There’s possibly nothing more beautiful to a diver or snorkeller than an unsullied expanse of coral reef. Diving in the Turks and Caicos wouldn’t be the same without it. From the vibrantly colourful fish flitting in and out of its secret depths, to the truly spectacular nature of the coral itself, there’s nothing quite so breathtaking as a living reef in all its glory.
Sadly, however, scientists are reporting more and more environmental damage to coral reefs all over the world…and the death of our reefs means a little more than some lost Instagram opportunities! While the Turks and Caicos barrier reef continue to thrive in near-pristine conditions, reefs around the world need our help, so the Big Blue Collective is taking a closer look.
What is causing the coral reefs to die?
In 2016, we lost ⅓ of the coral reefs that make up the famous Great Barrier Reef. This die-off was caused through the effects of a searing heatwave that struck that year. That wasn’t the only catastrophe in store for the reef, however, as a mass bleaching incident in 2017 devastated the reef further. Together, this damage amounts to over half the reef lost, in less than 2 years!
This devastation may be more noticed on this famous landmark, but it’s not in isolation. It’s estimated that in just three decades, we’ve lost half the reefs worldwide, although the Turks and Caicos barrier reef continues to flourish.
What causes these losses? Acidified oceans, coupled with a rise in heat, are behind much of the losses. So are bleaching incidents. Both of these can be tied back to human activities, and the overall challenges of global warming.
The ocean needs reefs
One need only look at the gorgeous Turks and Caicos Islands, and the turquoise seas surrounding them, to see how healthy reefs help make healthy oceans. The gorgeous visual beauties of reefs aside, they are a key component in protecting vulnerable coastal areas from surging seas. It’s also important to consider those flitting critters you see playing in the reefs- a quarter of known fish species rely on coral reefs for some part of their life cycle. That’s pretty remarkable, given that reefs only cover about 1% of the ocean floor! It’s estimated about 80% of our breathable oxygen comes from the ocean, so imagine what huge long-term catastrophes even the tiniest of loss of diversity and life there could cause.
What’s causing this reef damage?
Sadly, the answer is mostly ‘Us’. Overfishing impacts food chains, which allows parasites and algae blooms to overwhelm the native reef life. Thoughtless, destructive fishing processes drag anchors and nets through coral, destroying the reefs physically. Also, of course, pollution runoff into the ocean causes catastrophic effects too.
That’s not the only worry, however. The increasing trend of global warming, no matter where you stand on the matter, has had terrible effects on ocean life. Because water absorbs heat so efficiently, a huge proportion of the effects of global warming are seen here. This rapid warming, combined with increased acidification through the absorption of CO2, causes coral to bleach, losing its eye-catching colours and more importantly, the ability to produce food. Growth slows, and the coral becomes vulnerable to destruction from algae, diseases and more. Although the damage to the Great Barrier Reef is perhaps the most publicised, this is occurring throughout the Caribbean and in other sites worldwide. By 2030, we may have lost up to 60% of our reefs. We may lose them all by 2050.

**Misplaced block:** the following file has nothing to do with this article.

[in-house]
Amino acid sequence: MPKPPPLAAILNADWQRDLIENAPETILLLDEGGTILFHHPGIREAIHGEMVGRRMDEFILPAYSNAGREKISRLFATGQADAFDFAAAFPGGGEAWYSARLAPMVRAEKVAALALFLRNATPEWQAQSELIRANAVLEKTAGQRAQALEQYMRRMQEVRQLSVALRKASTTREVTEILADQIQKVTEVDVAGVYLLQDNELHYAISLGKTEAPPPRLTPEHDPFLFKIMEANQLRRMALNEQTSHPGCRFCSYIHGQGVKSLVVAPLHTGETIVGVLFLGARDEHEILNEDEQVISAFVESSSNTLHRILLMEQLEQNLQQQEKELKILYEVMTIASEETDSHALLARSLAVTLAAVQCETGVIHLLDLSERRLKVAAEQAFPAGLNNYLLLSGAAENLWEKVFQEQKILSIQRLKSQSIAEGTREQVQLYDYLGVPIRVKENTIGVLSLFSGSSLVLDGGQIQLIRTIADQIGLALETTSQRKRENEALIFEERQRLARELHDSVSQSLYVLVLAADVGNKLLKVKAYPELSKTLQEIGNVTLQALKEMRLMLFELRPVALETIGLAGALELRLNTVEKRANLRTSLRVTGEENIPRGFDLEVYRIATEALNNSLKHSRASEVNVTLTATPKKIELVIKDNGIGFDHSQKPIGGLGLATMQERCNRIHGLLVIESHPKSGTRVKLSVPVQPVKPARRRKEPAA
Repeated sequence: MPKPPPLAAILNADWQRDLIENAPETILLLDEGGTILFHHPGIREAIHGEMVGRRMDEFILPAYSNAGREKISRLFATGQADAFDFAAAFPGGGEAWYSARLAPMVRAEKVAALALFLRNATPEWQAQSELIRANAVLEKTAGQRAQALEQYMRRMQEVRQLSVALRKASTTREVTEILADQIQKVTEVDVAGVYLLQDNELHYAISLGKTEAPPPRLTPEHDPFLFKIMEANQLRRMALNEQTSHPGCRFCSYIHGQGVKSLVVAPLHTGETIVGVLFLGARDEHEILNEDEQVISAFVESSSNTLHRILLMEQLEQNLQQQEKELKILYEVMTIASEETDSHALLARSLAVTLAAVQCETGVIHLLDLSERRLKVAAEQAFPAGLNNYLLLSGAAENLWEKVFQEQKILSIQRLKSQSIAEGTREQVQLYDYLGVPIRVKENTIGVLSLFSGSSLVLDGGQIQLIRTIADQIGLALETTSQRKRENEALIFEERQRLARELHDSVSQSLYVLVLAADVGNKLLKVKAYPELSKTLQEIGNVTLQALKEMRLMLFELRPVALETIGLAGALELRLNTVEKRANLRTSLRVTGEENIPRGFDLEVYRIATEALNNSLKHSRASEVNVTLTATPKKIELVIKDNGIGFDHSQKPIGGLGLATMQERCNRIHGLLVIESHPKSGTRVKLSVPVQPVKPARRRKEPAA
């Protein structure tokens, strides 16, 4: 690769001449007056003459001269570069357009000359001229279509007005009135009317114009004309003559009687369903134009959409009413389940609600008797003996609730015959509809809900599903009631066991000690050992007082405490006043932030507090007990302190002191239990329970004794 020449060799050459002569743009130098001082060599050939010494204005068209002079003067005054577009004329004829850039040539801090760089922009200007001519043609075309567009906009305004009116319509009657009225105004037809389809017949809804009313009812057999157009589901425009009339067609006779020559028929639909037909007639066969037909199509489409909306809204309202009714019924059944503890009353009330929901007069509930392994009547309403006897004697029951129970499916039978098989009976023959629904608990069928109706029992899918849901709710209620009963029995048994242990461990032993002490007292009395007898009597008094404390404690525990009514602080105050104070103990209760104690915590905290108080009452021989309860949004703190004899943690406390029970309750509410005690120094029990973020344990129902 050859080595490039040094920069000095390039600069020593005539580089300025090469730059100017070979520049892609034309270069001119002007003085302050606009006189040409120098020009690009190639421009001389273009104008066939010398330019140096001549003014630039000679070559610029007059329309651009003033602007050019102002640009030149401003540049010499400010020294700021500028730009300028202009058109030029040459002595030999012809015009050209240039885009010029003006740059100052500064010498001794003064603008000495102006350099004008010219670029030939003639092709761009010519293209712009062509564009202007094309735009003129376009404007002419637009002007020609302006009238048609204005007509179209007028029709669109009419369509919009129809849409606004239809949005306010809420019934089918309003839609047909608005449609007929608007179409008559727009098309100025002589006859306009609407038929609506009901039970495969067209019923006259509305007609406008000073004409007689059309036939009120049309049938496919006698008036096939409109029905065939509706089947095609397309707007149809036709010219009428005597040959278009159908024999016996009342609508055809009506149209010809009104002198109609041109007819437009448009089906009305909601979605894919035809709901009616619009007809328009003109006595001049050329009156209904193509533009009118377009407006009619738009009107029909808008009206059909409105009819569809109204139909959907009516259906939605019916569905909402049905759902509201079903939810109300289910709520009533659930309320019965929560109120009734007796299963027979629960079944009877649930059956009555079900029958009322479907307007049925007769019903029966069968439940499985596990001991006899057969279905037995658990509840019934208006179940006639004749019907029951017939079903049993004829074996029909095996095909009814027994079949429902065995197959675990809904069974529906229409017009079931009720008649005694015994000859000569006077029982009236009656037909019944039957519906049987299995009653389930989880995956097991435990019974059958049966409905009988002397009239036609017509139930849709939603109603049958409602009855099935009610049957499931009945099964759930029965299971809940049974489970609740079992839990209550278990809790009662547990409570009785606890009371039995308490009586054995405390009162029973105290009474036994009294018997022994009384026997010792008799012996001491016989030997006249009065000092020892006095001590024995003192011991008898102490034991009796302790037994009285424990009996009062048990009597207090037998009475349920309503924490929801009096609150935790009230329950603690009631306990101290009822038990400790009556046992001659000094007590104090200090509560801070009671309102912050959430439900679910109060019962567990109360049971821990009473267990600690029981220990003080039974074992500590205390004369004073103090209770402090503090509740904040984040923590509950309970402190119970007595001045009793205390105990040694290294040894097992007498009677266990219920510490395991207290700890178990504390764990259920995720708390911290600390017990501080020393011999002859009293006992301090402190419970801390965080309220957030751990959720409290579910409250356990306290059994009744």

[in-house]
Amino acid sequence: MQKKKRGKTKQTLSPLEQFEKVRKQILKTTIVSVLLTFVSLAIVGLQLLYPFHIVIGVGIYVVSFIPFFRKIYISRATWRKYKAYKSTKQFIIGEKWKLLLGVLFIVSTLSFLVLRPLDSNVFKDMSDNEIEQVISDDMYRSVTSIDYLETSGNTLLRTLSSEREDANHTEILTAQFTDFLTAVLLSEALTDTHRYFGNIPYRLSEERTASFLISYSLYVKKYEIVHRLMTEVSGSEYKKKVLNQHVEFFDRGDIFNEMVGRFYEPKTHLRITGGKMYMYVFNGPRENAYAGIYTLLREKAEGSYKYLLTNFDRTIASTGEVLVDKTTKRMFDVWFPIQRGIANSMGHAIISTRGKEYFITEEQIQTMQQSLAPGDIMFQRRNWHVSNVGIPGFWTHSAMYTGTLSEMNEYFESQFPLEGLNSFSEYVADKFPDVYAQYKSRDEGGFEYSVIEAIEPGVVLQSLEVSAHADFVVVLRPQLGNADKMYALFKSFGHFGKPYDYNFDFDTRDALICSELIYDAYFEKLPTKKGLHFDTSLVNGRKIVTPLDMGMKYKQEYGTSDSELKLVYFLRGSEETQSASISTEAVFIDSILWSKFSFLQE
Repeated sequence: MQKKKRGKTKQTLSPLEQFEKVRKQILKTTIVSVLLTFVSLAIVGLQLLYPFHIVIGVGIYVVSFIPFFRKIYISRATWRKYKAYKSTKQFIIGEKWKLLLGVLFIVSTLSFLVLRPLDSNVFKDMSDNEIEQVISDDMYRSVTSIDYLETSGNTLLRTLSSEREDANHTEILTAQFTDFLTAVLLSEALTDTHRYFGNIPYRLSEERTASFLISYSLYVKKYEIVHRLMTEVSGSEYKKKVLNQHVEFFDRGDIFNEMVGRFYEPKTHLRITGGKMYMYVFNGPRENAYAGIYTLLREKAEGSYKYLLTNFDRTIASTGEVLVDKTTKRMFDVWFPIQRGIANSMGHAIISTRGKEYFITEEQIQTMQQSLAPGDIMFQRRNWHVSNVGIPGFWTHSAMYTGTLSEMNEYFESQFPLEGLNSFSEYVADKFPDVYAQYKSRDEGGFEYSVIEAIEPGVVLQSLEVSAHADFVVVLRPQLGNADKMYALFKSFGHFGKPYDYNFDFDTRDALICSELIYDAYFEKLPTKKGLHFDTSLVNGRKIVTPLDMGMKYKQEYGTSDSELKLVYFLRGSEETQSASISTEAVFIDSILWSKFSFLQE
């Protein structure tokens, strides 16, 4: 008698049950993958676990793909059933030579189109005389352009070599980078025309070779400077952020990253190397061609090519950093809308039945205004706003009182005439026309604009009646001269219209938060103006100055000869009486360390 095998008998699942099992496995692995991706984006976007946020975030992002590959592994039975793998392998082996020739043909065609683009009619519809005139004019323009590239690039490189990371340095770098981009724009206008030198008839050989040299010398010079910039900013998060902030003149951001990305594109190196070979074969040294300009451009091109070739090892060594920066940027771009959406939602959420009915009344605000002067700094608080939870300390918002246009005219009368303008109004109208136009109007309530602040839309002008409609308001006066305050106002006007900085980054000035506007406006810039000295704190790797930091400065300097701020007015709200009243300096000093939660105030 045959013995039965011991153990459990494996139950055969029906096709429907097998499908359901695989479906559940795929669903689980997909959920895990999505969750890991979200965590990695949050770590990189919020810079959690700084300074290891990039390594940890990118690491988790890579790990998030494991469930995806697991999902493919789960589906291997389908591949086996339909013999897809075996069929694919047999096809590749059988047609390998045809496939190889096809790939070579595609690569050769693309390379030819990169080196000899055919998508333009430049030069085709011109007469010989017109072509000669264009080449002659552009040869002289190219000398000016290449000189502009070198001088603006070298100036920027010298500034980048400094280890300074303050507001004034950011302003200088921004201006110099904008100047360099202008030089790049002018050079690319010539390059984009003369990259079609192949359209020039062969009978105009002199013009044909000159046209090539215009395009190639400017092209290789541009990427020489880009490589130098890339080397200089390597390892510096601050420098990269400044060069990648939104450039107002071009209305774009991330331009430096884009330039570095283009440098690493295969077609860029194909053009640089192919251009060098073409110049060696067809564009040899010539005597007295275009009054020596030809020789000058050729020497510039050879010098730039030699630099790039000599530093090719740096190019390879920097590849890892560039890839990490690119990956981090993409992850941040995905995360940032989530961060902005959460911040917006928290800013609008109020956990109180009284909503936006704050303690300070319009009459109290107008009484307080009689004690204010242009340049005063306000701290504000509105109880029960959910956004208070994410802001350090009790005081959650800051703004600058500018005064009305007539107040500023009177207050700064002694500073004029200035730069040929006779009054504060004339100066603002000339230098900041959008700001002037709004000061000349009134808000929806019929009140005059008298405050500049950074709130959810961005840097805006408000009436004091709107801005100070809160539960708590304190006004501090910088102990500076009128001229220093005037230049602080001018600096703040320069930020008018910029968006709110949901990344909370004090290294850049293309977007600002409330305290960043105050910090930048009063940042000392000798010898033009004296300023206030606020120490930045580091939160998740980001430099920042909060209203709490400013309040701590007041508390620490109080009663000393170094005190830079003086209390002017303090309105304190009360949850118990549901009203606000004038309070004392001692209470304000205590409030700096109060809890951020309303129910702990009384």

How can I help the coral reefs?
It’s clear- if destinations like the Turks and Caicos islands are to keep their pristine seas and beautiful reefs, we need to take action now. Scientists globally are involved in much research into how we can achieve this. Actions include identifying coral species that are resilient to heat and acidity, as well as looking for fast and effective ways to regrow coral so dying reefs can be repopulated. Some impressive strides have been made, allowing repairs to reefs that would normally take centuries. But these actions, while very impressive, will not be enough to save the day if coral destruction continues at the massive rate it is.
It’s down to us
It’s down to all of us to do our part to help save the reefs. You may wonder- if all these scientists can’t outpace the problem, what can I do by myself? One of the key steps in the journey to save coral is going to be first stabilizing, then reducing, man’s effect on climate change. The sooner we can do this, the more reefs we can save. It’s easy to think of the matter of climate change as some far-off thing, but it’s effects are real and devastating, and there’s plenty we as normal people can do to help.
From getting active with movements trying to make government and big business take climate change seriously, to making small tweaks in the way your shopping habits affect the world and wearing the right types of sunscreen when you dive in the Turks and Caicos, you’re not powerless to act!
The consequences of global coral loss are bleak, but together we can make a difference! This is why the Big Blue Collective places such an emphasis on ethical diving in the Turks and Caicos, as well as ensuring the same high standards continue throughout our eco-tours of the Turks and Caicos Islands. We hope that the growing global movement to save our coral reefs will help preserve the spectacular Turks and Caicos barrier reefs, as well as other reefs like it, for future generations to both enjoy and benefit from.